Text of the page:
Sunday, October 19, 2008

Sunday Re-Run

“And on the seventh day…” a re-run. Occasional Reader Curtis mentioned the B-36 in comments to another post yesterday and that reminded me that I put up a post on that ol’ piston engined bomber back in EIP’s early days. So… since it’s Sunday, and much more to the point… I’m feelin’ pretty lazy today… here’s that old B-36 post. Enjoy. Or not. (Insert smiley-faced thingie here)

She Was a MONSTER...

(click for larger)
R. Lee Ermey (Mail Call) did one of his periodic hour-long shows last evening; the subject of which was the B-52. As usual, Ermey provided quite a bit of background, including an extensive history of the BUFF, Minot AFB, Strategic Air Command, and a good biographical summary of SAC's architect, Curtis LeMay. Part of the historical background included file footage of the B-52's predecessor, the B-36.
That file footage fired off some long-dormant synapses in the ol' brain.
Travis AFB, 1951 - 1952.
My father was stationed at Travis during that time, and my family lived in base housing. The neighborhood boys and I used to ride our bikes all over the base...down to the BX, the theatre for Saturday matinees, over to the flight line, and out to the end of the runway to watch planes take off. The take-offs were the best. Especially B-36 take-offs.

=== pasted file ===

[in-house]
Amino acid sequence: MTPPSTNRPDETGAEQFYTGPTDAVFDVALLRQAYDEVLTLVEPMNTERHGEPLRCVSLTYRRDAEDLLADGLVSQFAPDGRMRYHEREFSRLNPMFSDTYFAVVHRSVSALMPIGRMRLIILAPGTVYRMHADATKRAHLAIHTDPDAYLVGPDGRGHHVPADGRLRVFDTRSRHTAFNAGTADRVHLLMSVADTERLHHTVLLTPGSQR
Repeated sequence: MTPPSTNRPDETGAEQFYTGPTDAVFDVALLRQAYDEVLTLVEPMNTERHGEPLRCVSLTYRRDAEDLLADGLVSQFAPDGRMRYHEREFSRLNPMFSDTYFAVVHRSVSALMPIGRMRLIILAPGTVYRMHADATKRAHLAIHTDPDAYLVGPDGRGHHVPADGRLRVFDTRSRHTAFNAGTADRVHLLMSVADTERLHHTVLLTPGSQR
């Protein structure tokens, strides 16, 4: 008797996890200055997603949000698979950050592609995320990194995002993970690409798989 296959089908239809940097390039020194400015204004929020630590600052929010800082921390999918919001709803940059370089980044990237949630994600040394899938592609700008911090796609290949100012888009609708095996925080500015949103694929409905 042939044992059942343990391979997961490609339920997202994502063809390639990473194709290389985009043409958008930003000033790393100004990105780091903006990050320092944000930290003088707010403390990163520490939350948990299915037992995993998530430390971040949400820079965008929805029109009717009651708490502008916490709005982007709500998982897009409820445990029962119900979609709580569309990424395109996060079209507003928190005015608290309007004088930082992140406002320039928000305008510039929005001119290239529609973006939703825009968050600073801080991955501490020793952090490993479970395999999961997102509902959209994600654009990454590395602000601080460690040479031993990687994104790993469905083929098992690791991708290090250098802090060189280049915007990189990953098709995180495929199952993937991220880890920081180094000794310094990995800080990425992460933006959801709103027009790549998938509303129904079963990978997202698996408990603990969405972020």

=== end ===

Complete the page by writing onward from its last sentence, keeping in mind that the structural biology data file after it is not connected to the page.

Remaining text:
I was always one of a gaggle of small boys, standing beside our Schwinns about 200 yards from the end of the runway. We always stood silent, pie-eyed in wonder and awe at the spectacle before us. We were silent because talk was literally impossible; we could have screamed at each other and we wouldn't have heard a word over the incredible noise made by the combination of six huge Pratt and Whitney piston engines and four GE jet engines winding up in front of us. Each one of those Pratts put out 3,800 hp! The ground literally shook, and when I say "shook," that's exactly what I in earthquake. The exquisite, Norse-god like sound and feel of large reciprocating mass is simply unbelieveable. Nothing compares, there are no modern analogues.
We'd put our fingers in our ears and wait. After about 30 seconds of engine run-up, the big bomber would begin to move, imperceptably at first, speed increasing to a crawl, then a walk, then a run. Sometimes we'd have to brace ourselves against the prop wash, even at that distance, depending on where we were standing. Most of the time we'd stand off to the side, becaue prop wash isn't pleasant. A minute or two later the bomber would lift off the runway and disappear into the sky, trailing sooty black exhaust from the jets on the ends of the wings. Our ears would ring for five minutes after the plane was gone.
To the best of my knowledge, this is the only remaining large piston-engined bomber still flying. I saw her back in the early '90s when she flew into the Detroit area, along with a B-25, for an airshow. And I told my buddy about standing at the end of the runway at Travis after we watched her leave. "Just imagine," I said, "add two more Pratts and four jets to the sound we just heard..." I wonder if he could. Imagine, that is.


  1. I always love your childhood stories. I can just picture you and the guys hanging out to watch the big planes. So after all those planes and a little rock 'n roll, how is your hearing these days?